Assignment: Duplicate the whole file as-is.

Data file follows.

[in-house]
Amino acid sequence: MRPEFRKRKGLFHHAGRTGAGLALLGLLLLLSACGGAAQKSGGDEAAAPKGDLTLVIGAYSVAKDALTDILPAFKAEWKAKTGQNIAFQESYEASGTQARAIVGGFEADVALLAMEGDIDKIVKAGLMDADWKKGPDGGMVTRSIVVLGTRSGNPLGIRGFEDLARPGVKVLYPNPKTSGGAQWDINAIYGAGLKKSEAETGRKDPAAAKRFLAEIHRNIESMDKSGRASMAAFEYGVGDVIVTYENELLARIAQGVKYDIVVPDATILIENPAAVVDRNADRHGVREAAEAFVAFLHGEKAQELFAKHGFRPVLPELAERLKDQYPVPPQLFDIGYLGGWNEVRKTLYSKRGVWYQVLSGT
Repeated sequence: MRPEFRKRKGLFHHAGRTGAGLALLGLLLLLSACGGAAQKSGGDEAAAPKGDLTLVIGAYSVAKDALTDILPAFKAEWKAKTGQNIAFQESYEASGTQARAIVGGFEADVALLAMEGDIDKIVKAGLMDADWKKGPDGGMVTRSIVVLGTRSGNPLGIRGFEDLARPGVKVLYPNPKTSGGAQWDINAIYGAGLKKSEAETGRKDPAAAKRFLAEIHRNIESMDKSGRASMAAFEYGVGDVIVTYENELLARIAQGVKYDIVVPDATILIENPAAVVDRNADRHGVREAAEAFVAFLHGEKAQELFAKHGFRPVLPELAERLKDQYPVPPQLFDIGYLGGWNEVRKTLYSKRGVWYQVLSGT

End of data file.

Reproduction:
[in-house]
Amino acid sequence: MRPEFRKRKGLFHHAGRTGAGLALLGLLLLLSACGGAAQKSGGDEAAAPKGDLTLVIGAYSVAKDALTDILPAFKAEWKAKTGQNIAFQESYEASGTQARAIVGGFEADVALLAMEGDIDKIVKAGLMDADWKKGPDGGMVTRSIVVLGTRSGNPLGIRGFEDLARPGVKVLYPNPKTSGGAQWDINAIYGAGLKKSEAETGRKDPAAAKRFLAEIHRNIESMDKSGRASMAAFEYGVGDVIVTYENELLARIAQGVKYDIVVPDATILIENPAAVVDRNADRHGVREAAEAFVAFLHGEKAQELFAKHGFRPVLPELAERLKDQYPVPPQLFDIGYLGGWNEVRKTLYSKRGVWYQVLSGT
Repeated sequence: MRPEFRKRKGLFHHAGRTGAGLALLGLLLLLSACGGAAQKSGGDEAAAPKGDLTLVIGAYSVAKDALTDILPAFKAEWKAKTGQNIAFQESYEASGTQARAIVGGFEADVALLAMEGDIDKIVKAGLMDADWKKGPDGGMVTRSIVVLGTRSGNPLGIRGFEDLARPGVKVLYPNPKTSGGAQWDINAIYGAGLKKSEAETGRKDPAAAKRFLAEIHRNIESMDKSGRASMAAFEYGVGDVIVTYENELLARIAQGVKYDIVVPDATILIENPAAVVDRNADRHGVREAAEAFVAFLHGEKAQELFAKHGFRPVLPELAERLKDQYPVPPQLFDIGYLGGWNEVRKTLYSKRGVWYQVLSGT